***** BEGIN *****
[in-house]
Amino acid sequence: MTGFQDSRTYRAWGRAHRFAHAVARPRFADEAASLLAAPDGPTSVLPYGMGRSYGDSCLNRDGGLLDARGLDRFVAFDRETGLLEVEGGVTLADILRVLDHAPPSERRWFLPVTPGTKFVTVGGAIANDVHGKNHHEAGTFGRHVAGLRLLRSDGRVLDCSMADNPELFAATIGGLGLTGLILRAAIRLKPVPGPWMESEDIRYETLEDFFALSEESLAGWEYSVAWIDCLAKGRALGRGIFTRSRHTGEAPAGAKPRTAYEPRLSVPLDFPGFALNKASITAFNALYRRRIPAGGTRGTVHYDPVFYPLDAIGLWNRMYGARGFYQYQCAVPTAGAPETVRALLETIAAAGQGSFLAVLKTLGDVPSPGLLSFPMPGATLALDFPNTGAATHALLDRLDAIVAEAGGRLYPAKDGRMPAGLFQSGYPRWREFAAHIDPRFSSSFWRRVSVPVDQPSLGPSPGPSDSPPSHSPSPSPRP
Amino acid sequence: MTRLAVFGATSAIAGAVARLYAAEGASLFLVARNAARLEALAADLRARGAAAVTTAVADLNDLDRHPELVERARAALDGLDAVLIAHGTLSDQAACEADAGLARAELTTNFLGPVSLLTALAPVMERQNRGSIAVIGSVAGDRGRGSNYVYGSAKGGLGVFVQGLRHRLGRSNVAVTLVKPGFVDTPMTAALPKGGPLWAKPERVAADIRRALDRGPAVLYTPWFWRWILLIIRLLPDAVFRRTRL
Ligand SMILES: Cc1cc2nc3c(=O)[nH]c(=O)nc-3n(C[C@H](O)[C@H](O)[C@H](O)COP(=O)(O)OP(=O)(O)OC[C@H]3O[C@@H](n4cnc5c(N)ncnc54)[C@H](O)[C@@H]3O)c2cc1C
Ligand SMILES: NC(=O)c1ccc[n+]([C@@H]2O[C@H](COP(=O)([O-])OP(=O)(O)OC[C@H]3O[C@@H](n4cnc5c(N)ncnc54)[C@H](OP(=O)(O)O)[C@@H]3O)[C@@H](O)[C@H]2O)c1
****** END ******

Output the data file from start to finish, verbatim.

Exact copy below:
[in-house]
Amino acid sequence: MTGFQDSRTYRAWGRAHRFAHAVARPRFADEAASLLAAPDGPTSVLPYGMGRSYGDSCLNRDGGLLDARGLDRFVAFDRETGLLEVEGGVTLADILRVLDHAPPSERRWFLPVTPGTKFVTVGGAIANDVHGKNHHEAGTFGRHVAGLRLLRSDGRVLDCSMADNPELFAATIGGLGLTGLILRAAIRLKPVPGPWMESEDIRYETLEDFFALSEESLAGWEYSVAWIDCLAKGRALGRGIFTRSRHTGEAPAGAKPRTAYEPRLSVPLDFPGFALNKASITAFNALYRRRIPAGGTRGTVHYDPVFYPLDAIGLWNRMYGARGFYQYQCAVPTAGAPETVRALLETIAAAGQGSFLAVLKTLGDVPSPGLLSFPMPGATLALDFPNTGAATHALLDRLDAIVAEAGGRLYPAKDGRMPAGLFQSGYPRWREFAAHIDPRFSSSFWRRVSVPVDQPSLGPSPGPSDSPPSHSPSPSPRP
Amino acid sequence: MTRLAVFGATSAIAGAVARLYAAEGASLFLVARNAARLEALAADLRARGAAAVTTAVADLNDLDRHPELVERARAALDGLDAVLIAHGTLSDQAACEADAGLARAELTTNFLGPVSLLTALAPVMERQNRGSIAVIGSVAGDRGRGSNYVYGSAKGGLGVFVQGLRHRLGRSNVAVTLVKPGFVDTPMTAALPKGGPLWAKPERVAADIRRALDRGPAVLYTPWFWRWILLIIRLLPDAVFRRTRL
Ligand SMILES: Cc1cc2nc3c(=O)[nH]c(=O)nc-3n(C[C@H](O)[C@H](O)[C@H](O)COP(=O)(O)OP(=O)(O)OC[C@H]3O[C@@H](n4cnc5c(N)ncnc54)[C@H](O)[C@@H]3O)c2cc1C
Ligand SMILES: NC(=O)c1ccc[n+]([C@@H]2O[C@H](COP(=O)([O-])OP(=O)(O)OC[C@H]3O[C@@H](n4cnc5c(N)ncnc54)[C@H](OP(=O)(O)O)[C@@H]3O)[C@@H](O)[C@H]2O)c1